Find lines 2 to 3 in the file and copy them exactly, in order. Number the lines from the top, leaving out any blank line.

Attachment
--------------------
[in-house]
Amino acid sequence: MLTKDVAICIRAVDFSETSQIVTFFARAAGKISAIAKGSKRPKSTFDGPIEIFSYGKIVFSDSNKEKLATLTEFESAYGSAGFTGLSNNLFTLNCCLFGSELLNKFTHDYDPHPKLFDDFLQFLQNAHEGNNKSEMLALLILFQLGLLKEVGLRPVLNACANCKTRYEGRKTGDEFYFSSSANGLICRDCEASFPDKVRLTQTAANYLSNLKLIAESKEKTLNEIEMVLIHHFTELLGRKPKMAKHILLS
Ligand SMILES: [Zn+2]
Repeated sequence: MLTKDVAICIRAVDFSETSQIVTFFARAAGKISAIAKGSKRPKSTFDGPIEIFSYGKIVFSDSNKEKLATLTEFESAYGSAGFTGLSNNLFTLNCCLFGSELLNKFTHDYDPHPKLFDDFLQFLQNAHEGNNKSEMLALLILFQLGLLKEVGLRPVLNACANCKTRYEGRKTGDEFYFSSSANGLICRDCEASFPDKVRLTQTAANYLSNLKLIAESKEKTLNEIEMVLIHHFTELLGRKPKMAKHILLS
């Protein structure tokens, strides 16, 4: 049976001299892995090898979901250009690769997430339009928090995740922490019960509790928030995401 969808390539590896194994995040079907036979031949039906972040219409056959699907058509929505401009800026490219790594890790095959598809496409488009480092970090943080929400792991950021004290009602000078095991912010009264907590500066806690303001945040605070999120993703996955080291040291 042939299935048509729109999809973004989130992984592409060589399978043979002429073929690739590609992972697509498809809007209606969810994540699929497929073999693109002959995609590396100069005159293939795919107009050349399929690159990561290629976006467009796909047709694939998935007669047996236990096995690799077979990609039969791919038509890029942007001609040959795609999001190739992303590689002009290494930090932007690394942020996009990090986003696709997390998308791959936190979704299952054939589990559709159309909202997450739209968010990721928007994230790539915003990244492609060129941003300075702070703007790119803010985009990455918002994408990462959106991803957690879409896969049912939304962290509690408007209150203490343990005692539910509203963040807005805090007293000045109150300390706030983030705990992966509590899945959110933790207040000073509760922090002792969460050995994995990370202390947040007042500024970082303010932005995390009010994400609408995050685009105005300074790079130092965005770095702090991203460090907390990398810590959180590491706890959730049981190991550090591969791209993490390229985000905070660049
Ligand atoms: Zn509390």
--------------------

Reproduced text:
Amino acid sequence: MLTKDVAICIRAVDFSETSQIVTFFARAAGKISAIAKGSKRPKSTFDGPIEIFSYGKIVFSDSNKEKLATLTEFESAYGSAGFTGLSNNLFTLNCCLFGSELLNKFTHDYDPHPKLFDDFLQFLQNAHEGNNKSEMLALLILFQLGLLKEVGLRPVLNACANCKTRYEGRKTGDEFYFSSSANGLICRDCEASFPDKVRLTQTAANYLSNLKLIAESKEKTLNEIEMVLIHHFTELLGRKPKMAKHILLS
Ligand SMILES: [Zn+2]